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Watching concrete cure

It’s cold. It’s windy. The concrete poured yesterday is still visibly damp. It’s going to take a little while to cure. So no is permitted as yet to walk on the new pavers. Gilsa is scheduled to come back Monday bust the forms. That will give the concrete the whole weekend to transpire away water.

That said … the new pavers look really cool, define the exterior of the house, and promise to be functional.

Above, peering out from the kitchen side door.

Shooting down across the front walk to the street -- from the upstairs window of the utility/laundry room.
Shooting down across the front walk to the street — from the upstairs window of the utility/laundry room.
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Pouring steps

One of the last big jobs … The team from Gilsa Construction is back on site to pour concrete into the forms they built for the concrete walk to the front of the house from the street, along the front and side of the house to the kitchen door, and to the kitchen door from the driveway.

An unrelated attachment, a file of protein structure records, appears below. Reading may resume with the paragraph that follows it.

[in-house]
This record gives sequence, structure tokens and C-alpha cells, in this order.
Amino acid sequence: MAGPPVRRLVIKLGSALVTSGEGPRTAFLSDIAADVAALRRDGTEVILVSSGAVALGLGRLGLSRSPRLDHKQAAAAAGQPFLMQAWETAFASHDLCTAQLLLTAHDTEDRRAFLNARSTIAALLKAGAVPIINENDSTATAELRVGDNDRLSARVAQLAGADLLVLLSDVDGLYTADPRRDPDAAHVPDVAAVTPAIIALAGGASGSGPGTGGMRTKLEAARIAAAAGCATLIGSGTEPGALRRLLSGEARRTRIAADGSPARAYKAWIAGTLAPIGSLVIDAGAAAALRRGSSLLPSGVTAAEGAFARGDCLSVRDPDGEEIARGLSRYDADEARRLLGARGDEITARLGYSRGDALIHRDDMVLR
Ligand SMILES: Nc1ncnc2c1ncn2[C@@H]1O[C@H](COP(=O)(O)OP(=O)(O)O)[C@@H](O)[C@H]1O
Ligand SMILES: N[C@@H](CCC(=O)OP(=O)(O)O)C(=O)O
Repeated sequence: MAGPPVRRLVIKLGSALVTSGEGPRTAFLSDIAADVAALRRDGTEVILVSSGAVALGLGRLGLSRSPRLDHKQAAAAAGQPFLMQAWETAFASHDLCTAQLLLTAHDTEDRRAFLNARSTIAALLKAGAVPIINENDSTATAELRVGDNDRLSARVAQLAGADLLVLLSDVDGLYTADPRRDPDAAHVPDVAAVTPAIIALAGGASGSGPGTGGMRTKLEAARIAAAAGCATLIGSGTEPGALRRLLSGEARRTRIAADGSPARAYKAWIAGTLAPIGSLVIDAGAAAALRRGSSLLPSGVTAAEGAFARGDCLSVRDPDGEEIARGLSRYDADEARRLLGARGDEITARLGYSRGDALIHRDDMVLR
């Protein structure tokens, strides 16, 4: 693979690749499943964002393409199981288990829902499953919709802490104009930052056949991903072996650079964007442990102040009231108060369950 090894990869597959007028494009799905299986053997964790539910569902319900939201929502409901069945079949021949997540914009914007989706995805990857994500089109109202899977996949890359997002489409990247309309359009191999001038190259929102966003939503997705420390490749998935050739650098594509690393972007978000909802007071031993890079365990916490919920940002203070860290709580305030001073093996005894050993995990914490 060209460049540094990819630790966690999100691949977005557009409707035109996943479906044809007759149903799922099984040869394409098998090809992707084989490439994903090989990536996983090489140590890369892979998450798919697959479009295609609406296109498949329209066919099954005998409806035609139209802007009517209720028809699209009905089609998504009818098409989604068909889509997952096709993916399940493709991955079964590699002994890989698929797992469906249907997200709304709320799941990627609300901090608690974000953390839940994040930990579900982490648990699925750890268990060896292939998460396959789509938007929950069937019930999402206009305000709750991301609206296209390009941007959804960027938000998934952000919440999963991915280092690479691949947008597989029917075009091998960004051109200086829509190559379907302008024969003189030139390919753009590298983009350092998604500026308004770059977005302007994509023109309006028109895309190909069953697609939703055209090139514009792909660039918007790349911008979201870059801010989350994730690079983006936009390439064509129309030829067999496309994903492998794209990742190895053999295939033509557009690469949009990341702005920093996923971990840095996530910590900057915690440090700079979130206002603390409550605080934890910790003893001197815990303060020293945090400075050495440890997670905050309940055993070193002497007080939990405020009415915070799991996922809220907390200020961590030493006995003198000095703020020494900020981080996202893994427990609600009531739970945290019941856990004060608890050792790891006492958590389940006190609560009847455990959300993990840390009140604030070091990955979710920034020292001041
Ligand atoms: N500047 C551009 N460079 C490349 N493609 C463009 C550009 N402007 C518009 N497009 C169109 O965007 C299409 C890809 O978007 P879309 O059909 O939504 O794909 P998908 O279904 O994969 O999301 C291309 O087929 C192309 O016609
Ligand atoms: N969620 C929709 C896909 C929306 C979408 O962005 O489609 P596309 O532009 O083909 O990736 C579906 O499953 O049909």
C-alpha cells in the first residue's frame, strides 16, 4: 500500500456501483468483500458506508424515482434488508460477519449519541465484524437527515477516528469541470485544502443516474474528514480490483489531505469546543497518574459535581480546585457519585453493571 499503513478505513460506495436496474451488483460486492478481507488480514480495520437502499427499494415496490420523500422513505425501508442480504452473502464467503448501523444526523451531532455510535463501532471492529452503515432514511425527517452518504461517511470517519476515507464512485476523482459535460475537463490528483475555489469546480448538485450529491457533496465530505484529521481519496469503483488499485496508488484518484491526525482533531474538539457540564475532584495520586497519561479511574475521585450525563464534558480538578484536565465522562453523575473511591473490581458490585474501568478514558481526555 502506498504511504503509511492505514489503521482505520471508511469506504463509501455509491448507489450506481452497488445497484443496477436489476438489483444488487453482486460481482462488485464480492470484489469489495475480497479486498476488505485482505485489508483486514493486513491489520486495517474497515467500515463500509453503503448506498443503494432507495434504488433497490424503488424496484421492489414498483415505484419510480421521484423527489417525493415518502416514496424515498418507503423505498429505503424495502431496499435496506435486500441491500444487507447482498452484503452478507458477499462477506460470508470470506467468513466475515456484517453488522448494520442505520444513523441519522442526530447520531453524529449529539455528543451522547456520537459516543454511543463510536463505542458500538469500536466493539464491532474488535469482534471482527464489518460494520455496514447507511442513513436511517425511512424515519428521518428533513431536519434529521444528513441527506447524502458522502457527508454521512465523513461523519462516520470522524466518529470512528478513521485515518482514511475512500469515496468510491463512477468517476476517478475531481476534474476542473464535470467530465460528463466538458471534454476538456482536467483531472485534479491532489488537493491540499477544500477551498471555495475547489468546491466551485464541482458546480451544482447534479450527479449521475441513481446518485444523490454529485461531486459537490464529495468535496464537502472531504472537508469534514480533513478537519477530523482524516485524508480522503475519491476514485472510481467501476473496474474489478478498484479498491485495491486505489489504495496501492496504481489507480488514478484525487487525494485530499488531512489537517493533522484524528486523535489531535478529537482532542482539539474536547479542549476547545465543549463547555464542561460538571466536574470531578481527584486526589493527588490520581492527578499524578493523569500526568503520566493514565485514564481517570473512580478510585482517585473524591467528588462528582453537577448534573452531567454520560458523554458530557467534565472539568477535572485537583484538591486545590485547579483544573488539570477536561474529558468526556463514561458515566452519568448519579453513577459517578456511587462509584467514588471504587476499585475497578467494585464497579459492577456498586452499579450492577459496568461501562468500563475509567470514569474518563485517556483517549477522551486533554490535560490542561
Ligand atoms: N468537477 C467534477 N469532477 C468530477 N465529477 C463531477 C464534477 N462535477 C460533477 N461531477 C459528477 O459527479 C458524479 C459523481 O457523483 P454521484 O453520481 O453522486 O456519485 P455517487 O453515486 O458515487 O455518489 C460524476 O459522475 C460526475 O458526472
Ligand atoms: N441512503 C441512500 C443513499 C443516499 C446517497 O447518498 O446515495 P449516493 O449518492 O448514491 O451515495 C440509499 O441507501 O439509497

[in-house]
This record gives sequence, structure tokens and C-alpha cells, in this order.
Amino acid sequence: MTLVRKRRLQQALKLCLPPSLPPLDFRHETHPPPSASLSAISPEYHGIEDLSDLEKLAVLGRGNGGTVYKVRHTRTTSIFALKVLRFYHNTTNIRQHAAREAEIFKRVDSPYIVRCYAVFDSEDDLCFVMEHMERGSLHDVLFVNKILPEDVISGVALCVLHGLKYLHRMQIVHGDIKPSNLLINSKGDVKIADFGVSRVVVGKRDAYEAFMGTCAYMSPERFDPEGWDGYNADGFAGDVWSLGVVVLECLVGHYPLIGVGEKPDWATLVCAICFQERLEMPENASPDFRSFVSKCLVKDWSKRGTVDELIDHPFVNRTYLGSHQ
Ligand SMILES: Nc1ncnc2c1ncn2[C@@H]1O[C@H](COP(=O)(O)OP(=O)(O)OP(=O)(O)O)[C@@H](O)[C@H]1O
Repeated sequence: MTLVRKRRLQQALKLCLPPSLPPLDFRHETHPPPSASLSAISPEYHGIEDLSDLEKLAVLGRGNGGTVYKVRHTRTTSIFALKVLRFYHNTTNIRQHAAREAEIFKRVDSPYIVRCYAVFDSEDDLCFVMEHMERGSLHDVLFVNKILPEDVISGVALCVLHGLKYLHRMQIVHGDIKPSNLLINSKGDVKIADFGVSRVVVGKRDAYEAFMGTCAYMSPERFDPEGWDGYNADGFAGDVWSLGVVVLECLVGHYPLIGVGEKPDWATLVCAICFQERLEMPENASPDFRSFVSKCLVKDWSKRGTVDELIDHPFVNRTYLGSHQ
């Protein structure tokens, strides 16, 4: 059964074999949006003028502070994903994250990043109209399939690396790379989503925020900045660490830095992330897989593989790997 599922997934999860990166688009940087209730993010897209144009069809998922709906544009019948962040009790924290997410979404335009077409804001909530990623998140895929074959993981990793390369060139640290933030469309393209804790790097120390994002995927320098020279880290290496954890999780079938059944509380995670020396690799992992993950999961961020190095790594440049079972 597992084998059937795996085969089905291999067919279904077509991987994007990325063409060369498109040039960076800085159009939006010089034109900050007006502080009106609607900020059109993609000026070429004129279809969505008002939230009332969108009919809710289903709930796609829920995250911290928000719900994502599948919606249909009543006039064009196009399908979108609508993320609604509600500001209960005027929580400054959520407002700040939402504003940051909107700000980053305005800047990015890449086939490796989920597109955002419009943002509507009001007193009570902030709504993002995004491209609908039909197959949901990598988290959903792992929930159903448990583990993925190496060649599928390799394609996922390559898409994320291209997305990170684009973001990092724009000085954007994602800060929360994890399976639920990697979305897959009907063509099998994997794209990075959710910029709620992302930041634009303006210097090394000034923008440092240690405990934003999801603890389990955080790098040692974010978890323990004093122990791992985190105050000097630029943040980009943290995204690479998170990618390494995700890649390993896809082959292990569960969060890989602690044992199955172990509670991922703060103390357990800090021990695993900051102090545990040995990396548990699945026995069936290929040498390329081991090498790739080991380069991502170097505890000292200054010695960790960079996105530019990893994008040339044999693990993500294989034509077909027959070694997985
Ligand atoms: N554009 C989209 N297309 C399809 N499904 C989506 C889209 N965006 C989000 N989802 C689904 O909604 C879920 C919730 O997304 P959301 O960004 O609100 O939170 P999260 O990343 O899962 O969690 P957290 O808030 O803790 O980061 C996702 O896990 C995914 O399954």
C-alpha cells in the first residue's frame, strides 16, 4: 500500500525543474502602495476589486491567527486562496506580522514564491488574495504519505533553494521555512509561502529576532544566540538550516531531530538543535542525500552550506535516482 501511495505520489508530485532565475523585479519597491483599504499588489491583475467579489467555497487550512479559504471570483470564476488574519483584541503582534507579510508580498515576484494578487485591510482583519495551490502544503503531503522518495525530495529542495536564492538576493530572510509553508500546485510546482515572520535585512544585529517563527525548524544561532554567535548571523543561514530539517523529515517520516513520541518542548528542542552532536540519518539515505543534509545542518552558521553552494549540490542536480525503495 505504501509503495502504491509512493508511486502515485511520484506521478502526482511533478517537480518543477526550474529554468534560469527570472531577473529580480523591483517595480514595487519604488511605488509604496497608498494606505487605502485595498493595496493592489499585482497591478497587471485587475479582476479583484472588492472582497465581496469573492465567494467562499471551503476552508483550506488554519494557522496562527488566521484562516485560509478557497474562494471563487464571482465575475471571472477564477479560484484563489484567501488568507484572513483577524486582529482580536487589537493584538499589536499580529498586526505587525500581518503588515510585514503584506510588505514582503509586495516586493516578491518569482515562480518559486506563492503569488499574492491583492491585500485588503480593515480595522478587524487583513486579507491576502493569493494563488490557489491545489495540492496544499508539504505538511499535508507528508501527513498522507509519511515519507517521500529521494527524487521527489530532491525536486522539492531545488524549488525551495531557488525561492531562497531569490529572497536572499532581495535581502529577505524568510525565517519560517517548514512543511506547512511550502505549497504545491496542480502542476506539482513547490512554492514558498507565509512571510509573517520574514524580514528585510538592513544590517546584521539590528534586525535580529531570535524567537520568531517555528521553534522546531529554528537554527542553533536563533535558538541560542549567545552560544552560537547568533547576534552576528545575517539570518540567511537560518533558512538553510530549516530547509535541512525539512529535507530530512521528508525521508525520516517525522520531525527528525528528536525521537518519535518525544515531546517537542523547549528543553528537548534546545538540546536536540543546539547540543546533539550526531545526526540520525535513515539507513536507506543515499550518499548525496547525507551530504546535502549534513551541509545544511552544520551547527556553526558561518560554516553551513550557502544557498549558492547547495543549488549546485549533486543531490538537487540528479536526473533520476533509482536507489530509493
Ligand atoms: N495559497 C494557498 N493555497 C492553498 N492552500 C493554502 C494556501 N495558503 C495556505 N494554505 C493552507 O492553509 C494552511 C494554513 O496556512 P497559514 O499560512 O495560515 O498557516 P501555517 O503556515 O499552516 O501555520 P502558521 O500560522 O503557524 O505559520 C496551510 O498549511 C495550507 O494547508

The mixer is brand spanking new. Not a speck of wear and tear to be seen on that bright white paint job. Tonka and Hot Wheels are drooling.
The mixer is brand spanking new. Not a speck of wear and tear to be seen on that bright white paint job. Tonka and Hot Wheels are drooling.
The walk to the kitchen side door from the garage is already poured when Steven arrives.
The walk to the kitchen side door from the garage is already poured when Steven arrives about 1 pm. Mauricio from Gilsa says his team will be working on the concrete, polishing it, until about 10 pm because of the low temperatures and high winds.
From inside the kitchen door looking out -- walk to the driveway at left, with the team troweling concrete at right toward the 90-degree turn at the front of the house.
From inside the kitchen door looking out — walk to the driveway at left, with the team troweling concrete at right toward the 90-degree turn at the front of the house.
Troweling the pads at left, dumping wheelbarrows of concrete at right. The Gilsa team moves quickly.
Troweling the pads at left, dumping wheelbarrows of concrete at right. The Gilsa team moves quickly.
Wheelbarrows in motion. And that brand new Tonka truck spinning new loads of concrete into wheelbarrows.
Wheelbarrows in motion. Shovels deployed. And that brand new Tonka truck spinning new loads of concrete into wheelbarrows.
From inside the house looking out at the front walk as it takes form.
From inside the house looking out at the front walk as it takes form.